The Sankei Shimbun, in JAPAN Forward

Notable for the participation of many Japanese startups, the world’s largest consumer electronics show this year featured products and technologies embracing the new normal.

The world’s largest consumer electronics show, CES, was held from January 11 to 14 PST.

CES is held annually in Las Vegas, but it took off virtually for the first time this year due to the coronavirus pandemic. Industry leaders such as Sony hit the ground running from the first day, revealing new products and latest technologies and exhibitions embracing the new normal were most prominent.

An unexpected upside of the pandemic has been that the all-digital event lowered the bar for Japanese startups to enter the show.

Sony unveiled Airpeak, a small unmanned drone for aerial photography, at an online rollout event. Equipped with a mirrorless interchangeable-lens camera, it can capture powerful images using stable flight performance.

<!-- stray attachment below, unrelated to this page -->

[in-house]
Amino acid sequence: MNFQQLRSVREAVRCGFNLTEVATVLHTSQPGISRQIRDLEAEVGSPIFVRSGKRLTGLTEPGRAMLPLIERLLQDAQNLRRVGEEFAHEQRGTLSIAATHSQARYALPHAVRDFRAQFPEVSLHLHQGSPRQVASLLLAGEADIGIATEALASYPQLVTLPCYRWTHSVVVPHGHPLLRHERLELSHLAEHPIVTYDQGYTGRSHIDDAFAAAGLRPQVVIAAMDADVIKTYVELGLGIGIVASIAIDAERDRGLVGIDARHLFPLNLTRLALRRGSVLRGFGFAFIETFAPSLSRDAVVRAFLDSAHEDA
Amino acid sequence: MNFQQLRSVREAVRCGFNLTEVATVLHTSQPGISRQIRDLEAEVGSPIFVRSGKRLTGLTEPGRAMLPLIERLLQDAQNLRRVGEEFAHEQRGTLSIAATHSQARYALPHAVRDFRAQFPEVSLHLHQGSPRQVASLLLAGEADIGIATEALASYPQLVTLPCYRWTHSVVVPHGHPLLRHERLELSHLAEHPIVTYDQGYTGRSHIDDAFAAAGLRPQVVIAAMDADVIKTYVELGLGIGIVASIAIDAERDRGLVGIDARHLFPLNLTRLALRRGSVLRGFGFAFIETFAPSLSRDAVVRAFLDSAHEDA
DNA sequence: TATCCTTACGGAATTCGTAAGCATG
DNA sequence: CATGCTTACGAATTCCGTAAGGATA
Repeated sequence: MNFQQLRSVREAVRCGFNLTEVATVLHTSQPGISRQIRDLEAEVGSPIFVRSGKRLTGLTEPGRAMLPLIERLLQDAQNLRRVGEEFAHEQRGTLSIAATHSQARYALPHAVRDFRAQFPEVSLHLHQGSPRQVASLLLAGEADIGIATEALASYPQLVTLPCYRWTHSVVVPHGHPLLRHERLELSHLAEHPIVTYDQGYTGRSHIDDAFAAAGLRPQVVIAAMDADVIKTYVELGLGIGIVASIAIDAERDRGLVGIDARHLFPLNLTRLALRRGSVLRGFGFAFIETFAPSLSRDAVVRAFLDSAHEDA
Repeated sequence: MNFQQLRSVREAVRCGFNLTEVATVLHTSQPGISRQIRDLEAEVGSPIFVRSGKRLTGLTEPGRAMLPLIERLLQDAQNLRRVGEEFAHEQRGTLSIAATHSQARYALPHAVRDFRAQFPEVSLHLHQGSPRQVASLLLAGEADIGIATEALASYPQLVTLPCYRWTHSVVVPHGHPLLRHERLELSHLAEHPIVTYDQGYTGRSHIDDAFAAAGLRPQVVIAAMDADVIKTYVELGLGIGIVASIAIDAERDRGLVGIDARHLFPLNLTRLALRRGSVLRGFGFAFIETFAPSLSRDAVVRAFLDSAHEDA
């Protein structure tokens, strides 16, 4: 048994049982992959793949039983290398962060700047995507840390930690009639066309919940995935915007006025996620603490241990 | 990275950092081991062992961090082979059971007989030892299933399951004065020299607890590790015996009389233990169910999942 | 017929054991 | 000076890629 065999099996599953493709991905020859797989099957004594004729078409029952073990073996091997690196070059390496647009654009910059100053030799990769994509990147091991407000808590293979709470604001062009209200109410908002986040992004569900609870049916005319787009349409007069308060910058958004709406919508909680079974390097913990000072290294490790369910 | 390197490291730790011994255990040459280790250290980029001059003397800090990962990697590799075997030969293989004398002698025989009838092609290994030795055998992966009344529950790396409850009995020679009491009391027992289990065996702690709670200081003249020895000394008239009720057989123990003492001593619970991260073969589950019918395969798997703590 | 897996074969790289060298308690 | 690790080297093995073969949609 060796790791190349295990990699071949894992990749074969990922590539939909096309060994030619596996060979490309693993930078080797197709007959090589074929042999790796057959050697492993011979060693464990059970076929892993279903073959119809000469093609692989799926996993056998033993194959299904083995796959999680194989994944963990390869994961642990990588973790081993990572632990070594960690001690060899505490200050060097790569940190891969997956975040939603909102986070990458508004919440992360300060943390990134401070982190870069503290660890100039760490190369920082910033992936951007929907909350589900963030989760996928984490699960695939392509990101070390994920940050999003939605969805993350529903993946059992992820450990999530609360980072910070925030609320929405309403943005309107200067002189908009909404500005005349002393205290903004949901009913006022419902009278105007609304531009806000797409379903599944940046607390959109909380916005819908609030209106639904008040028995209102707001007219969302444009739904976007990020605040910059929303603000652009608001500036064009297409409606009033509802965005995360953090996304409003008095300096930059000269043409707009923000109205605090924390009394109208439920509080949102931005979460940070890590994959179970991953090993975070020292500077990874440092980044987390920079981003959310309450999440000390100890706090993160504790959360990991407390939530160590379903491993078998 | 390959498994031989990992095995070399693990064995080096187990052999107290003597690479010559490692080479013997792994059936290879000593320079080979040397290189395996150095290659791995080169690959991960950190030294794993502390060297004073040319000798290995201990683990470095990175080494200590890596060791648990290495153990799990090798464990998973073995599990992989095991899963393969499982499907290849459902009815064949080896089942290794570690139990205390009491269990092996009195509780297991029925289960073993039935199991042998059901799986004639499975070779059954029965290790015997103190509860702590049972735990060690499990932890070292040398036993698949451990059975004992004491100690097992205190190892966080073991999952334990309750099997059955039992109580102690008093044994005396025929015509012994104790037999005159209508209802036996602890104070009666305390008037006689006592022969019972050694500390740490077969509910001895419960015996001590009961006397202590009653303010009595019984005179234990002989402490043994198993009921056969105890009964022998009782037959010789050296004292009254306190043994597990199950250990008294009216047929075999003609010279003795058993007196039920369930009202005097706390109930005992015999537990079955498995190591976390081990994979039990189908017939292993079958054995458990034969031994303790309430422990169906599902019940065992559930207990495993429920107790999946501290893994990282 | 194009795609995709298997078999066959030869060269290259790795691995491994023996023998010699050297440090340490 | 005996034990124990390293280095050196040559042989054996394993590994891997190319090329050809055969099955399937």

President Kenichiro Yoshida expressed his determination to pioneer new technical fields: “We will transform the sky into a place of endless creativity.” Airpeak will be sold to video producers from this spring.

Panasonic showcased products and technologies designed to prevent the spread of COVID-19. Among them were their smart lockers, which allow you to receive food deliveries ordered using an app without coming into contact with other people, and their air purifying technology Nanoe for air conditioners, which they proposed installing inside aircraft.

On January 11, they announced their plans to develop a lithium-ion battery that does not use the rare, expensive metal cobalt, in collaboration with the battery recycling venture Redwood Materials.

South Korea’s LG Electronics and China’s TCL Group released videos of rollable, size-changing smartphone screens that can expand from 6.7 inches to 7.8 inches, while South Korea’s Samsung Electronics showed off their automatic vacuum cleaner equipped with artificial intelligence (AI).

By - grape Japan editorial staff.